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Subject: Starfleet Ethics. Huh? Why? rss

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Barry Miller
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Finally got around to reading the rulebook for the first time. I admit that I'm struck by the "Starfleet Ethics" paragraph on page 4. After thoroughly reading over 250 rulebooks, I haven't seen anything quite like that before.

Typically - and especially in these days when rulebook brevity is considered a primary goal - rulebooks don't like to waste space on unneeded paragraphs or, even, words.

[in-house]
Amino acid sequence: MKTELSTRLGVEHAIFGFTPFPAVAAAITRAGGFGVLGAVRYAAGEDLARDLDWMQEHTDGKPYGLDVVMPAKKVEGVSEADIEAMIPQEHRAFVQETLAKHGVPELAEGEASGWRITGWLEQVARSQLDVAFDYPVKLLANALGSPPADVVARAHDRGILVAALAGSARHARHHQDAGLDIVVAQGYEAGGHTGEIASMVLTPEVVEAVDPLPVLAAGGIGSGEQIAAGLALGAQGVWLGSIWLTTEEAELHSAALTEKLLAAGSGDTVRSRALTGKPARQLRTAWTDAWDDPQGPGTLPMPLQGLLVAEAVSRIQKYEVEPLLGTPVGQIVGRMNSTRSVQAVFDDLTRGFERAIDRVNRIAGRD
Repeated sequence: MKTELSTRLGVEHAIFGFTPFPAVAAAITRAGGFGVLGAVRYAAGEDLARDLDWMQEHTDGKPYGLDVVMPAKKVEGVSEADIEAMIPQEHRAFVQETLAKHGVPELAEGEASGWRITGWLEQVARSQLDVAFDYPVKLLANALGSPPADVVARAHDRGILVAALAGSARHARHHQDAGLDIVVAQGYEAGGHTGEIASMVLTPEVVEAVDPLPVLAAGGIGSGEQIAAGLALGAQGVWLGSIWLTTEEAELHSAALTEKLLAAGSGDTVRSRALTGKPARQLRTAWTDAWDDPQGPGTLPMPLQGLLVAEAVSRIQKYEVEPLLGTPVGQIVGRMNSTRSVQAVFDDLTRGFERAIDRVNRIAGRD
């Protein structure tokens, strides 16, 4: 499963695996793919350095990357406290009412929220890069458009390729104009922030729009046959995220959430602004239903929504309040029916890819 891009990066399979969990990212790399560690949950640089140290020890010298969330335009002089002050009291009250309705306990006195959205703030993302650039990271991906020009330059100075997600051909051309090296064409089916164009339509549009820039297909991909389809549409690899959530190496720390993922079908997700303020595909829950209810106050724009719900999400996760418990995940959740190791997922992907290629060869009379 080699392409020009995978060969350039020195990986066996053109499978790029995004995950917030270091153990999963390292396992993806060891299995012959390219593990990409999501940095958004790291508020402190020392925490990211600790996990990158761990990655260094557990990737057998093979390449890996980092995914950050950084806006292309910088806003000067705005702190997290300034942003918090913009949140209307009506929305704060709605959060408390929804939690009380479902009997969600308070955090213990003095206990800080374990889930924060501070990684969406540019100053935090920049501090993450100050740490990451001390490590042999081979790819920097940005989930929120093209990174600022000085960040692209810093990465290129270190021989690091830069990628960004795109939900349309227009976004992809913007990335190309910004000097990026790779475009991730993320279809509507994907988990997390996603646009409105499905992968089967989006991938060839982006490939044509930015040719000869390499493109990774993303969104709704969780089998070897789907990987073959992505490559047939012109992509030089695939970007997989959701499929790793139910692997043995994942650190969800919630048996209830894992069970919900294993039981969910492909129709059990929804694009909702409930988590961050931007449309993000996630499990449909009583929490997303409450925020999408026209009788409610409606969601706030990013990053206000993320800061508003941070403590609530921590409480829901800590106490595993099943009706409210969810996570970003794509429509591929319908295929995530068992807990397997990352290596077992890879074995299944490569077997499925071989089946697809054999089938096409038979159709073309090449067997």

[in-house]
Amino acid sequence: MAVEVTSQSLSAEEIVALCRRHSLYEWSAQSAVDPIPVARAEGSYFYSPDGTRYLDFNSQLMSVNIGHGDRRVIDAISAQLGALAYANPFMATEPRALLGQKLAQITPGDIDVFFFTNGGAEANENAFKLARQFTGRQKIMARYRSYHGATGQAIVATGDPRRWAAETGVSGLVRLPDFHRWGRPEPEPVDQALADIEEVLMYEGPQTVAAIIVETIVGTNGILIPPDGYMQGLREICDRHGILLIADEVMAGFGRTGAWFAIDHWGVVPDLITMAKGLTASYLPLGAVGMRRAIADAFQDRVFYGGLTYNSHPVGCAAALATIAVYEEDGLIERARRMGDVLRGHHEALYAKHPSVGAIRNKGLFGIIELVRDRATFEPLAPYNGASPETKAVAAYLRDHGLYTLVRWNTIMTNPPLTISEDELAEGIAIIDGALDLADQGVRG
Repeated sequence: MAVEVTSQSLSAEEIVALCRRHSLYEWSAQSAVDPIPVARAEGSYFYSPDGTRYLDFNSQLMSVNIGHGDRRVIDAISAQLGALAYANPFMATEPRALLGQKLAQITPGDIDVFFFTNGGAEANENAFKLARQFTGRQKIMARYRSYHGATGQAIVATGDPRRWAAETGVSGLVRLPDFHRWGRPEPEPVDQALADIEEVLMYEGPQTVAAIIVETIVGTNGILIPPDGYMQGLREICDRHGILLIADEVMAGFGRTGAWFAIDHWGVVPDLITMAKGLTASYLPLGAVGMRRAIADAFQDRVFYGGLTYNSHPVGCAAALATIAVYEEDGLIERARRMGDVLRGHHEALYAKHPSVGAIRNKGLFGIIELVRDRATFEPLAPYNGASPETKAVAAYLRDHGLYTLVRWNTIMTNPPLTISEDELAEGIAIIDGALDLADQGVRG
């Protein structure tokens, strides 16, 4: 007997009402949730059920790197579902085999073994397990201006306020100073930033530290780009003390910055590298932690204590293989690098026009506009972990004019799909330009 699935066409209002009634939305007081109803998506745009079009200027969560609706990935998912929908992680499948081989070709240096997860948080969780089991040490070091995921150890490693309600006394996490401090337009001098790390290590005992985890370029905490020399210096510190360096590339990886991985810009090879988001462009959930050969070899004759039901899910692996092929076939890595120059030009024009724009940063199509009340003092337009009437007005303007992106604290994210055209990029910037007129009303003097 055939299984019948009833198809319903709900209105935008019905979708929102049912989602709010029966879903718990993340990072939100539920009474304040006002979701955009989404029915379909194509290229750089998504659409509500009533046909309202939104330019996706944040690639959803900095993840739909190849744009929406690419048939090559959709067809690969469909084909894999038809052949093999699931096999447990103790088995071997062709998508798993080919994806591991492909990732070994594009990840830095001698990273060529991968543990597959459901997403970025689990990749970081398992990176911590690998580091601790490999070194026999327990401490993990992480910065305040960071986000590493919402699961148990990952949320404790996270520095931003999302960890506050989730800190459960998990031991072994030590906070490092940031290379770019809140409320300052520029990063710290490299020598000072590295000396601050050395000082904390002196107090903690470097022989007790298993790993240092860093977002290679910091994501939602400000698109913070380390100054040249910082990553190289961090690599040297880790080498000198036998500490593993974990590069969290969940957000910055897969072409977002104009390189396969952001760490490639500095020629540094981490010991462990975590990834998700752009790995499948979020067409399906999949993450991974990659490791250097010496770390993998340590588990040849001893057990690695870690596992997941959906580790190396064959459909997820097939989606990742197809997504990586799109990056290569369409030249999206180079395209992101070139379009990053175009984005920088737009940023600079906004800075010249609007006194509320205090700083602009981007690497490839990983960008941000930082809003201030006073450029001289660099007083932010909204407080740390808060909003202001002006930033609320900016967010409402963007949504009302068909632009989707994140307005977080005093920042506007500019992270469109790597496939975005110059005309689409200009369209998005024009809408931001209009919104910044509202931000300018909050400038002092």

So why did GF9 find it necessary - or at least important enough - to go to the trouble of spending a valuable paragraph just to tell players to be good sports?

I find that really telling... I think. I mean, either GF9 really needed to kill about 2" of column space, or, they see poor sportsmanship (or poor gaming etiquette, if you will) as a problem in the board gaming culture - so much so that it's worth addressing in the ST:A rulebook.

Or am I totally seeing past some other motivation they may've had for including that paragraph? I doubt it was "thrown in there" on a whim!

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Jeffrey Spenner
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It struck me as a combination "flavor text" and way of light-heartedly saying "be nice".
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Angelus Seniores
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its sure not the only game to include an ethics paragraph, given the competitive nature of the game its a nice reminder to still play for fun